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Interview with Fran Kelly, ABC Radio RN Breakfast

12 October 2016

Interviewer: 
Fran Kelly

Subject: Topics: BP, oil and gas drilling, Great Australian Bight, PRRT, Northern Australia, same-sex marriage

E&OE

FRAN KELLY: 

The global energy giant BP surprised everyone yesterday really when it announced it’s going to scrap its $1.4 billion oil and gas drilling program in the Great Australian Bight off the coast of South Australia. Yet another blow to the economy of South Australia, the State Treasurer Tom Koutsantonis hitting out at BP, claiming its withdrawal from the Bight would cause, quote, tremendous damage to its international reputation.

In a statement, BP says its decision was a commercial one. It said the project could, quote, no longer compete with other investment options in its portfolio. But environmental groups have been campaigning heavily against drilling in the Bight. Senator Matt Canavan is the Minister for Resources and Northern Australia. He joins me in our Parliament House studios. Minister, good morning. Welcome to Breakfast.

MINISTER CANAVAN:

Morning Fran. Great to be here.

FRAN KELLY:

BP says this decision was a completely commercial one. The South Australian Treasurer says there’s been little change in the macro conditions for oil and gas in the past 18 months. Why do you think BP abandoned plans to drill?

MINISTER CANAVAN:

Well look it is their commercial decision. It’s not my money I would be spending, but I am bitterly disappointed in the decision. BP gained access to some of our resources, or at least in terms of being able to proceed with exploration plans, by making commitments, by making almost half a billion dollars of commitments to do work in these areas. They are walking away from that work. I would expect them to make good some of those commitments in other ways and I’ll be very interested in discussing with them, in coming days, what those plans might be.

FRAN KELLY:

And when you say, make good those commitments, what do you mean?

MINISTER CANAVAN:

Well what happens is, companies come to us and say they’d like to have access to a particular part of our offshore acreage, and they make commitments to do work, to explore, and help prove up that resource if you like. It’s our resource; it’s the people’s resource.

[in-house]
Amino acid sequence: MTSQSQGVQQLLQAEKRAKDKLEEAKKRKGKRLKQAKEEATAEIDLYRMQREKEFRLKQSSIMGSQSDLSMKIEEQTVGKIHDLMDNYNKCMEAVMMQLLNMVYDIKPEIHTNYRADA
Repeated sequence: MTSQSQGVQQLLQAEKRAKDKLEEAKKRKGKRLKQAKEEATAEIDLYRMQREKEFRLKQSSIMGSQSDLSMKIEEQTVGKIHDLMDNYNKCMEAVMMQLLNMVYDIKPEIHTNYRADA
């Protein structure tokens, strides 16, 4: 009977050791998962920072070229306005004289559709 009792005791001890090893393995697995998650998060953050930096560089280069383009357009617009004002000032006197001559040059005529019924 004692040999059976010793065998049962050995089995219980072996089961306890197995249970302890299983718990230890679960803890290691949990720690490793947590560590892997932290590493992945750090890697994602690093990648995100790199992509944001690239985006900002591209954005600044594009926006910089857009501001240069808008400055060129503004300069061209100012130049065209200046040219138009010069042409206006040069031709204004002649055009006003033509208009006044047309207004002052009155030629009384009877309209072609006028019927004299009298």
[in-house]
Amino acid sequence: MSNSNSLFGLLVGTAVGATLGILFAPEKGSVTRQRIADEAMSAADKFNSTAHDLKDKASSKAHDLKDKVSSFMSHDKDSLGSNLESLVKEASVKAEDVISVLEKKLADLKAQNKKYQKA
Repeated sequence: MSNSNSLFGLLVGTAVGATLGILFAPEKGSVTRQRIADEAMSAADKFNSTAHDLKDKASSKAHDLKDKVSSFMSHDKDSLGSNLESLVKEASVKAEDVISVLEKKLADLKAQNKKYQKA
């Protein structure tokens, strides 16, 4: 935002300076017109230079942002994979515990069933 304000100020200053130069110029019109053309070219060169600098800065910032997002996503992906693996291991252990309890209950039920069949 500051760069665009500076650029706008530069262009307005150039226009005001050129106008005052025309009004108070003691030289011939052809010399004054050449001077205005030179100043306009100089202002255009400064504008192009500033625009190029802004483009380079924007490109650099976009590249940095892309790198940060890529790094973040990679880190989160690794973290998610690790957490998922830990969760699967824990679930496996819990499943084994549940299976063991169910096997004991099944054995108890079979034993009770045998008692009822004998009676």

FRAN KELLY:

So in the Bight?

MINISTER CANAVAN:

Not just – this is across all our offshore territories. So that’s what underpinned the billions of dollars of investment that we have attracted to the North West Shelf and the Browse Basin and of course the Great Australian Bight is a prospective area, not a developed area at this stage and it is disappointing that BP are walking away from these commitments. But look, it is a commercial decision, the oil price has more than halved since they originally made these commitments so it is perhaps understandable but that doesn’t minimise the need for me to talk to BP about how this might be made good and what other areas we could seek to explore, either in Australia or of course, Tom would want something in South Australia and I completely understand that and we’ll be very interested to hear what BP have to say.

FRAN KELLY:

So if it’s a commercial decision, as BP says, environment groups say it’s actually because of environmental pressure, they have been campaigning very heavily against any approving of BP’s plans for drilling in the Bight, do you think the environmental pressure had anything to do with this?

MINISTER CANAVAN:

Well I can only take BP’s word, I do think it’s the ugly side of green activism that yesterday the decision was made which impacts around 25 businesses in Ceduna, in and around Ceduna in South Australia. We think up to 100 workers will be impacted, those workers I’m sure went to bed last night a little restless and not sure about their futures but we had other people in this country popping the champagne corks and celebrating that fact …

FRAN KELLY:

[Interrupts] Which is not unknown I suppose, I mean there’s always you know, different views about mining and where to mine.

MINISTER CANAVAN:

Look there is but what does frustrate me is sometimes those people, those workers in these industries who tend to be fairly quite reticent types of people aren’t the ones on the radio or in the media telling their stories. Yesterday, in my patch up in central Queensland we had a coal mine re-open in Collinsville, 200 people now will be re-employed, so great news for Collinsville, a shot in the arm for central Queensland, just what it needs but it just shows how important the resources sector is and how people’s livelihoods live or die on decisions that are made on resources and world prices.

FRAN KELLY:

We have spoken to some of the environmental activists on the radio, you’re completely right about that but Peter Owen from the Wilderness Society in South Australia a couple of weeks ago told us it’s time to recognise that drilling in very deep waters like the Bight in such a harsh and wild environment is not safe or environmentally responsible. Did you have any concerns, particularly since we've seen with, you know, when BP had another very high profile drilling process went wrong, the damage that can cause for the oceans?

MINISTER CANAVAN:

Ah, look - well ...

FRAN KELLY:

And the environments and economic cost.

MINISTER CANAVAN:

We have a very stringent and detailed regulatory environment to deal with issues like that. We don't walk away from that. There are of course ...

FRAN KELLY:

[Interrupts] No, but things can go wrong, and we still have the Deepwater ...

MINISTER CANAVAN: